Lawmakers discuss spring session
by JASON MEREL
Some Northwest side legislators discussed what was accomplished in the General Assembly during the spring legislative session and what remains on the to-do list at a virtual forum Wednesday, June 23, sponsored by area business groups.
The forum featured state representatives Eva-Dina Delgado (D-3), Will Guzzardi (D-39), Lindsey LaPointe (D-19) and state Senator Robert Martwick (D-10).
Guzzardi said legislators were bracing for a difficult budget year since the pandemic affected many traditional sources of revenue the state usually relies on. "A lot of those challenges, I’m glad to say, were relieved and really a lot of the relief came from the federal stimulus that we saw," Guzzardi said.
He said the stimulus checks put money in people’s pockets and got them out spending money to support the economy, which generated sales tax revenue. He said unemployment insurance, business relief and direct cash payments to the state from the American Rescue Act also helped to stabilize the budget.
"Our goal on this year’s budget was to keep funding intact for all the vital services that our communities are relying on and to make a few targeted increases to areas that really need it," Guzzardi said.
We’ve committed over the years to increasing our funding for public education by $350 million every year. We wanted to meet that commitment. There were some obligations that we were hoping to meet with the community of people with developmental disabilities and a number of other increases that we wanted to give to communities in serious need right now."
He said that in order to meet those goals, the state was $600 million short. Guzzardi said that to close that gap, legislators looked to corporate tax loopholes that were mostly instituted during the Trump administration that allowed corporations to take advantage by off shoring funds. He said the state’s decoupling from these tax loopholes would not affect small businesses.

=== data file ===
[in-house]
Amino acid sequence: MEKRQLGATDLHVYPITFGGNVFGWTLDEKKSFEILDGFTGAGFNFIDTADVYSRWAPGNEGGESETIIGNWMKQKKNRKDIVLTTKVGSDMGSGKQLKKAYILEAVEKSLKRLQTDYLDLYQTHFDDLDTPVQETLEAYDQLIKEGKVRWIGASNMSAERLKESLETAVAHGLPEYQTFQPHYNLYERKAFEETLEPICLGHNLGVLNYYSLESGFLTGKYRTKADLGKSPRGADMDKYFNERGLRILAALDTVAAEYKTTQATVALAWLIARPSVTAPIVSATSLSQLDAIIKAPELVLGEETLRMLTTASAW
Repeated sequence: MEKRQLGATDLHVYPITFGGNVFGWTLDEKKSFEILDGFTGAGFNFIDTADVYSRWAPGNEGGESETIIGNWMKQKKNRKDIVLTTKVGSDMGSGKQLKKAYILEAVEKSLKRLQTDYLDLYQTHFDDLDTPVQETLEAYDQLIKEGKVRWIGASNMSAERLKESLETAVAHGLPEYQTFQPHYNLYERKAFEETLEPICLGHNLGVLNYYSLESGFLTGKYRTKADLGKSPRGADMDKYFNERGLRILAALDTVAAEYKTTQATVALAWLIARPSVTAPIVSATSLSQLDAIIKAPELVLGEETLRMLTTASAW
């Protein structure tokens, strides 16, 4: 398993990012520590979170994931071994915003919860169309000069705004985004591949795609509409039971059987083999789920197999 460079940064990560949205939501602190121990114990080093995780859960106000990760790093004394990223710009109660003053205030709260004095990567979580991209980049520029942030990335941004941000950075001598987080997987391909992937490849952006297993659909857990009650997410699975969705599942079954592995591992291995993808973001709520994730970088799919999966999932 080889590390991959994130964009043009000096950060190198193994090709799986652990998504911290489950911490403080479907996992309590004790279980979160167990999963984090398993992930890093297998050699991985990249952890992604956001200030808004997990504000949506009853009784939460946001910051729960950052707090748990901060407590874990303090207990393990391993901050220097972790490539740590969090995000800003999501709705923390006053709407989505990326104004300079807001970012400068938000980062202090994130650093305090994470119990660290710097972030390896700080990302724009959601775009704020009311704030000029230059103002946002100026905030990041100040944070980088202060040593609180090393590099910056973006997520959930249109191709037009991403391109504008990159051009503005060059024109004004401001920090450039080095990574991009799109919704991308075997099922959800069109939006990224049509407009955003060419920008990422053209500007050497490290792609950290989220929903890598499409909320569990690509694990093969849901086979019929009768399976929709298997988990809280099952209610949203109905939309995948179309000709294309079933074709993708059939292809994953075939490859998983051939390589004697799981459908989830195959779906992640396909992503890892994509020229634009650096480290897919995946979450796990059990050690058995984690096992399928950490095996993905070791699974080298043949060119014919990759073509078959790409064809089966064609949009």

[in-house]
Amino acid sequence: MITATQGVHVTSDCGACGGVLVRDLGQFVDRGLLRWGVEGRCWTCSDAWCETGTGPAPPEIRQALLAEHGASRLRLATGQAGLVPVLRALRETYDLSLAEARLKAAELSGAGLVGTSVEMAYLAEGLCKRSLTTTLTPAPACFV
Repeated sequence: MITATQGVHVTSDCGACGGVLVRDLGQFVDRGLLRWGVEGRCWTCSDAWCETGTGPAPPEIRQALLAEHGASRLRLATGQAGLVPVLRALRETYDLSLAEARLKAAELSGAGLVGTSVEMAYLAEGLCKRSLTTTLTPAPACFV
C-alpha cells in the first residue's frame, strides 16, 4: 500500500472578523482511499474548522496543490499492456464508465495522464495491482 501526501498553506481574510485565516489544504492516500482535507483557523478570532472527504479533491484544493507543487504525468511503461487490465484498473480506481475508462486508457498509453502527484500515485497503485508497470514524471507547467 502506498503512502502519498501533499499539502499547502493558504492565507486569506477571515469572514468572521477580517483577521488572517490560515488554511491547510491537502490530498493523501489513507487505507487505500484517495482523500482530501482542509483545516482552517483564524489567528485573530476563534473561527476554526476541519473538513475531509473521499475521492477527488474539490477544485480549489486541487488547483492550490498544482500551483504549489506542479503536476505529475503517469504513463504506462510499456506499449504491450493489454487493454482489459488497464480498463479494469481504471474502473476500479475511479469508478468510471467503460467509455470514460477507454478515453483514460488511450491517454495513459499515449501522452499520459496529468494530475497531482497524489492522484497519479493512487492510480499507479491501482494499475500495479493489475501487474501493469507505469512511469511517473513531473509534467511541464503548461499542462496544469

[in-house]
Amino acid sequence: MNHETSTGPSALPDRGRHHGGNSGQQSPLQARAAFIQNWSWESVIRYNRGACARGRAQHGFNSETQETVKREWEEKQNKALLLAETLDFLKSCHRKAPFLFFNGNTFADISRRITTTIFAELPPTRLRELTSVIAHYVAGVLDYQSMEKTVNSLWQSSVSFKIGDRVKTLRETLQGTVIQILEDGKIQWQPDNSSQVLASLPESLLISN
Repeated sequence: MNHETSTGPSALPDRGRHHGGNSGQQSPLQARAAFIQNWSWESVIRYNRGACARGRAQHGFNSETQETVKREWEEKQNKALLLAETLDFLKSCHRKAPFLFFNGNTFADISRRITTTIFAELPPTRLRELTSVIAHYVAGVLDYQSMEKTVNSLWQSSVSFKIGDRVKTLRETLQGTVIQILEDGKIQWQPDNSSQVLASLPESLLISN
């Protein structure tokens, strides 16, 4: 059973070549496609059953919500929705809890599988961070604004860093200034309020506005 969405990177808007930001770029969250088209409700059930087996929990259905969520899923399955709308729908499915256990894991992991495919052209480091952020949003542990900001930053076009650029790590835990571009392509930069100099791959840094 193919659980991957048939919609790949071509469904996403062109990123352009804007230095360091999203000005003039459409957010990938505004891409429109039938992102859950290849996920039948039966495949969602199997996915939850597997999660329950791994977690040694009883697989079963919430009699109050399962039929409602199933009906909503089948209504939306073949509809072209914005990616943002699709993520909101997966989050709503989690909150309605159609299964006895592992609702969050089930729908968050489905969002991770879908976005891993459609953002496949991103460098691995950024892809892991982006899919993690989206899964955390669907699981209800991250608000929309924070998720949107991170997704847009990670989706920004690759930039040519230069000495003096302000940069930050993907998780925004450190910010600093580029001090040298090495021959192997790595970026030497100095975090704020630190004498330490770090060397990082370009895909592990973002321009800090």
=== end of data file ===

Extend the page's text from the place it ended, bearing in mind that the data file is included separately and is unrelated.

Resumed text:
Some legislators also discussed bills they’ve been working on.
Guzzardi said he has been working to pass a bill to create a prescription drug depository for unused and unexpired medication, a bill that allows incarcerated people that are terminally ill or medically incapacitated to receive an early release from prison and a bill that school sports uniform rules allow the wearing of hijabs.
Delgado said she has been working to pass a bill to create a low interest property tax loan program for participants of the Home Equity Assurance program and a bill that automatically recertifies minority enterprises and women-owned-business enterprises previously certified by the city of Chicago or Cook County. Delgado also highlighted House Bill 1871, which funds secure collection sites for mail-in voting. "Unlike some other states across the country, it actually expands voting access," Delgado said.
LaPointe said she worked on expanding access to mental health, expanding opportunities for kids and adults with developmental disabilities and supporting workers.
"We have a cliff of support for young people with disabilities," LaPointe said. "The current reality is that we pull the rug out from under our young people right when they turn 22."
LaPointe also highlighted ethics reform that would create a 6-month waiting period before former legislators can become lobbyists.
Martwick briefly discussed the elected school board legislation expected to be signed by Governor J.B. Pritzker despite scrutiny from Mayor Lori Lightfoot. Martwick instead highlighted a bill that would provide retirement security to many Illinois residents.
The Secure Choice savings program would create a state retirement savings program for all employers with 5 or more employees.
Enrollment in the program would not cost employers anything and Martwick said it would help avoid the moral dilemma of workers that go into retirement unprepared and without adequate savings.
He added, "every major business group supported this."